Wednesday, March 23, 2016

Dice Auction

Every student has a gut feeling when it comes to probability, and I feel like I have been too quick to theorize their gut instincts in the past. This year to introduce Grade 9 probability, I decided to exploit gut feelings to introduce the topic.

To do this, I needed a semi-familiar situation, some friendly competition, and a time pressure to make decisions.

To fit these criteria, I invented the Dice Auction.


You are invited to an auction, and given a budget of $10. Everyone at this auction has an identical budget. You all are bidding on possible events when two 6-sided dice are rolled. After all the spots are auctioned off to the highest bidders, the two dice will be rolled 20 times. Each time the event you purchased occurs, you collect a single prize. 

Bidding always begins at $1 and goes up in increments of $1. You cannot bid against yourself. The order of the events up for auction will be known beforehand. If you choose not to spend your money, the auctioneer will sell you a prize for $2 after all the bidding is completed.  

Your task: optimize the number of prizes you receive

Classroom Set-Up:

To begin class, I informed the students that they were attending the auction described above. I had a class of 22 students so I came to school armed with about 150 total "prizes" (an assortment of candies). I counted out groups of 10 pattern blocks which became our currency. Each student also received a single handout with this description of the events up for auction on the front and this set of assessment questions on the back. 

I gave them five minutes to decide which events they wanted to target. I also warned them that sharing their reasoning at this point might result in auction sabotage. I don't usually discourage the sharing of reasoning, but I wanted to delay it in this instance. I wanted to accentuate each student's individual gut feelings. 

After the five minute preparation time, the auction began. I opened each item at $1 and two pre-service teachers (@Mr_Harms_ & @HeidiLNeufeld) collected the funds after each event closed. It took about 30 seconds per auction event, and the presence of more hands made collection much easier.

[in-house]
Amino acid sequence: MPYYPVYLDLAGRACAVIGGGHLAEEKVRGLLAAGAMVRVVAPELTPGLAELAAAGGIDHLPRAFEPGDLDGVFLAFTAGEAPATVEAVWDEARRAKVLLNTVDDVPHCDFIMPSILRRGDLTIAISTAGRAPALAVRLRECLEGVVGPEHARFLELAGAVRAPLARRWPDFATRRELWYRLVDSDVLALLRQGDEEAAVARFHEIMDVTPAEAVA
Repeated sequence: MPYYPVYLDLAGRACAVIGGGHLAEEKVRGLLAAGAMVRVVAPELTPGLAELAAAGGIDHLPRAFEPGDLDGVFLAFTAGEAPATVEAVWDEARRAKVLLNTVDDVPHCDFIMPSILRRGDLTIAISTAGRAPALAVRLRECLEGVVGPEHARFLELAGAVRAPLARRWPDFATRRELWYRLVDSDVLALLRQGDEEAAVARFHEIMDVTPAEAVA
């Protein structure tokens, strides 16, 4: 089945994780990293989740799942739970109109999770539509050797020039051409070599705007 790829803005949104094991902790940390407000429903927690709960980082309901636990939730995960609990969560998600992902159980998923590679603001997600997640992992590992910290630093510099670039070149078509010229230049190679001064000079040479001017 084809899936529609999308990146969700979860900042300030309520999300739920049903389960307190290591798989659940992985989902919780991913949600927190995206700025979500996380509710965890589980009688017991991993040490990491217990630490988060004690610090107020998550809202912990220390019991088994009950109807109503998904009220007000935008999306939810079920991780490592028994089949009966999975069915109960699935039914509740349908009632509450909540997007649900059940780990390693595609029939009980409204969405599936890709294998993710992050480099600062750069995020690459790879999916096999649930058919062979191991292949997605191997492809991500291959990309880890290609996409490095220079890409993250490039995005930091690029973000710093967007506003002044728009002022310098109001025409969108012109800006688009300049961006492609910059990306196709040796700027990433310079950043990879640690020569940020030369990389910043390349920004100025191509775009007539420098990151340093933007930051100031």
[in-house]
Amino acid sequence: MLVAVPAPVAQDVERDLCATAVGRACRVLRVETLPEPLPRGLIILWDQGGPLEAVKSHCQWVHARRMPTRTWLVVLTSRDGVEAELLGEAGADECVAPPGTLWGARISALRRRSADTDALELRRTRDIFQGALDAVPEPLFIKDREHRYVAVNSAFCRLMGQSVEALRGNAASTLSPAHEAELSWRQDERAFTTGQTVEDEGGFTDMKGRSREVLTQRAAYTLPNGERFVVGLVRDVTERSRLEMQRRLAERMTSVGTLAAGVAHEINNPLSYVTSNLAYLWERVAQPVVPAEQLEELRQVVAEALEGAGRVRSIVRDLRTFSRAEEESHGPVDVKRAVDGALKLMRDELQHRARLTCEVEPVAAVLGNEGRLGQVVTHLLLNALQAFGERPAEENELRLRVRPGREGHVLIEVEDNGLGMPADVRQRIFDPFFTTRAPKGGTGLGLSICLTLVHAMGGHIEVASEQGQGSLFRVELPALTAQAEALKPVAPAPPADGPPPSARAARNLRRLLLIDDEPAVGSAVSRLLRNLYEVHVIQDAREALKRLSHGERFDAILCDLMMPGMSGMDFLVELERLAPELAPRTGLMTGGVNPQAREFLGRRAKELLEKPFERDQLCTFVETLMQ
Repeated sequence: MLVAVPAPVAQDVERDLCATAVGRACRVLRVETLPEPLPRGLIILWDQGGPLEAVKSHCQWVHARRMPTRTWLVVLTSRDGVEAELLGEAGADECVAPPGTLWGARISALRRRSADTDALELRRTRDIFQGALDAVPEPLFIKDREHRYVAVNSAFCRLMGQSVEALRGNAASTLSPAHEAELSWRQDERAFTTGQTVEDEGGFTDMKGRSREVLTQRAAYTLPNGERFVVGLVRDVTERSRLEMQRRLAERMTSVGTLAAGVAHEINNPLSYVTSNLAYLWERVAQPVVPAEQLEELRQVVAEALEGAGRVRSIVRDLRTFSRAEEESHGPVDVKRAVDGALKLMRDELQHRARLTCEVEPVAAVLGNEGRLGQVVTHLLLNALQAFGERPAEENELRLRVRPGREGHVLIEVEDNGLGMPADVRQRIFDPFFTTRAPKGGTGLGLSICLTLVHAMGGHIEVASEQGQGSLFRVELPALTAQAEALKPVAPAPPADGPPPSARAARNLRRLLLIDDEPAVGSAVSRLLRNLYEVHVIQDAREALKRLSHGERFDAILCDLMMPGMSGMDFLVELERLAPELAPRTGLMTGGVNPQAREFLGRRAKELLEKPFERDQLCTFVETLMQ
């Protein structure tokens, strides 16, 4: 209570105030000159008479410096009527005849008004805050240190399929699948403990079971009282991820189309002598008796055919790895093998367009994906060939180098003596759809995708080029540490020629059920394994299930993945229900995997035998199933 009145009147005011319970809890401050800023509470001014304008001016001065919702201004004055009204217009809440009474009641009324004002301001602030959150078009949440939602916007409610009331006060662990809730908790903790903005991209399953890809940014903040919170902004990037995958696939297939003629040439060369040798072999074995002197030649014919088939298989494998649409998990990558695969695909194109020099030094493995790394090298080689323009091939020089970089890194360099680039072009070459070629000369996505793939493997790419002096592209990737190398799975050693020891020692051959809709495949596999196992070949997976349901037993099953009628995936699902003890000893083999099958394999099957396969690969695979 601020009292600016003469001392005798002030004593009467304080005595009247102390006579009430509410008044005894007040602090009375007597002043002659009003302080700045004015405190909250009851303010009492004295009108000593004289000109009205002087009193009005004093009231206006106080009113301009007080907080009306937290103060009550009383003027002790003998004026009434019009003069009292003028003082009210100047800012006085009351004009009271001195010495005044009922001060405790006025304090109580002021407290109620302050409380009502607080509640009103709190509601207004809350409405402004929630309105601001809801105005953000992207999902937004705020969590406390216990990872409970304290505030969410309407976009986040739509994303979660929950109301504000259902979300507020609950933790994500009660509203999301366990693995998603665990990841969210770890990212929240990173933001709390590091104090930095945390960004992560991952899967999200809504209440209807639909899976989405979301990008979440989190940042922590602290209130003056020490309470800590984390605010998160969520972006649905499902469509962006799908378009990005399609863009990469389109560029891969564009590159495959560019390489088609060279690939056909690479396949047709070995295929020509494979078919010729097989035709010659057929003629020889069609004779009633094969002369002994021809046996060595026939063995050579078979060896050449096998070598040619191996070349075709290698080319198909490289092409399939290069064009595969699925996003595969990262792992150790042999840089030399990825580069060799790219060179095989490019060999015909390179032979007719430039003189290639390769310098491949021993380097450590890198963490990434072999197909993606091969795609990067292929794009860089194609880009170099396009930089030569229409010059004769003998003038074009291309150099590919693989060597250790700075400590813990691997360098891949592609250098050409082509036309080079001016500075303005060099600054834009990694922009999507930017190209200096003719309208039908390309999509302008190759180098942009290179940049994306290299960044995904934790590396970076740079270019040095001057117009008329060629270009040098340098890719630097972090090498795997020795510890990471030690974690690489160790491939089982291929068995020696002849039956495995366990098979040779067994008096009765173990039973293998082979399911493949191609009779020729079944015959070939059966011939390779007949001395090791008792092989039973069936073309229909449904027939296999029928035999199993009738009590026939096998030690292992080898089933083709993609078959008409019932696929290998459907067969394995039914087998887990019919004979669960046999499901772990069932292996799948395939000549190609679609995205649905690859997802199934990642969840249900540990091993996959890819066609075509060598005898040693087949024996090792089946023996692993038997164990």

Once all the spots were taken, I gave the students time to answer the assessment questions. After that, the dice were rolled 20 times and the prizes were distributed. Students kept track of how many times their purchased events were rolled (in the tally section of the handout) and later we combined these results so everyone had the data for their reflection questions. 

Task Action:

Bidding began rather timidly, and that enabled some to pick up spots for very cheap. I quickly realized that their perception of probability was very skewed. Certain events (like both number greater than or equal to 5) were selling for higher prices than others (like a single one is rolled). I didn't bother mentioning this in the heat of the action, but as the finds were being collected, I made comments like, "wow, that went fast" or "I thought more people would want that". These were more or less done randomly with no attention to the chances of them actually being rolled. I wanted students to think and re-assess on the fly. 

I could see student marking certain events from further down the list as they lost out on ones they wanted. I assumed they were trying to find events that had similar likelihoods of occurring. The patterns of bidding became recurrent, with the same students jumping in early, and others braving the high amounts. The $5 plateau seemed to slow down many bidders.